EDGAR Britt, who died over the weekend at age 103, was one of Australia's greatest jockey trailblazers.
Britt won more than 2000 races in four continents, from the early 1930s until his retirement in 1959.
He is one of just 39 jockeys in the Australian Hall of Fame.
Britt was 16 when he rode his first winner at Canterbury in 1930, the year Phar Lap won the Melbourne Cup.
He said he raced "and lost" against Phar Lap, "but got close a few times"
Britt's decades-long riding odyssey took him to the US in 1933, accompanied by trainer Mick Polson and two horses, Trevallion and Winooka.
Winooka went on to win the prestigious Baltimore Handicap.
Britt briefly returned to Sydney in 1934, where his wins included Broad Arrow in the Sydney Cup, before heading to India in 1935, where he rode for a decade and won eight premierships.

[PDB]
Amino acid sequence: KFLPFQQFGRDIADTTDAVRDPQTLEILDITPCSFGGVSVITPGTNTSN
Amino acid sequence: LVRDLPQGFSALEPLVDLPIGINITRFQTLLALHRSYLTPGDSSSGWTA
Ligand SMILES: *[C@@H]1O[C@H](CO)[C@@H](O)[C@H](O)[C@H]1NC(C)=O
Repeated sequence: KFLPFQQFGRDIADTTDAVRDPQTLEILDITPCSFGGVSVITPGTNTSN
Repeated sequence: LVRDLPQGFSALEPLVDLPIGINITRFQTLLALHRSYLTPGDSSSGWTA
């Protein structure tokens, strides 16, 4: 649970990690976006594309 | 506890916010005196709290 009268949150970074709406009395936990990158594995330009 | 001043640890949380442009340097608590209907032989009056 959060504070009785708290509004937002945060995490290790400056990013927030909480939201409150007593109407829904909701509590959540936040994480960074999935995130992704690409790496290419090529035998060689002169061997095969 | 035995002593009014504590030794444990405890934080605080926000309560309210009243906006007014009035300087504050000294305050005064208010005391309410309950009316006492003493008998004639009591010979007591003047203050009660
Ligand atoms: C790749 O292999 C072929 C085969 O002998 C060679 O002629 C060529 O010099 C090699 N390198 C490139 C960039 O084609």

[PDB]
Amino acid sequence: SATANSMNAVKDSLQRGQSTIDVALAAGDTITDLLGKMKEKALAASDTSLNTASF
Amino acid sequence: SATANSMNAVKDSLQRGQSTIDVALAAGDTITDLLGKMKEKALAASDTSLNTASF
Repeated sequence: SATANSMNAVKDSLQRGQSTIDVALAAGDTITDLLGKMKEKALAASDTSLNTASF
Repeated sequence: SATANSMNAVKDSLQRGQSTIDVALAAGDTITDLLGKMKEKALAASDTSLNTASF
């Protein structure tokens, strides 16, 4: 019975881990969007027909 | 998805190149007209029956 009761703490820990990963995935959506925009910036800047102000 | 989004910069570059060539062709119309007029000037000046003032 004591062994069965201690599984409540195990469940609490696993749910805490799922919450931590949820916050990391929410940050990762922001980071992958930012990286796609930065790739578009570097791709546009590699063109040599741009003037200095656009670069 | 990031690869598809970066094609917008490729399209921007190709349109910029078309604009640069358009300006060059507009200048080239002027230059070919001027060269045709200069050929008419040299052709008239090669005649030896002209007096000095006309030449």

He rode for the world's elite, including an Indian maharajah and in England as stable jockey for King George VI from 1948.
His European winners included two St Legers, the Oaks, 1000 and 2000 Guineas, as well as an Irish Derby.
In 14 years in England Britt won 1400 races.
Racing NSW chief executive Peter V'landys described Britt as "an Australian treasure".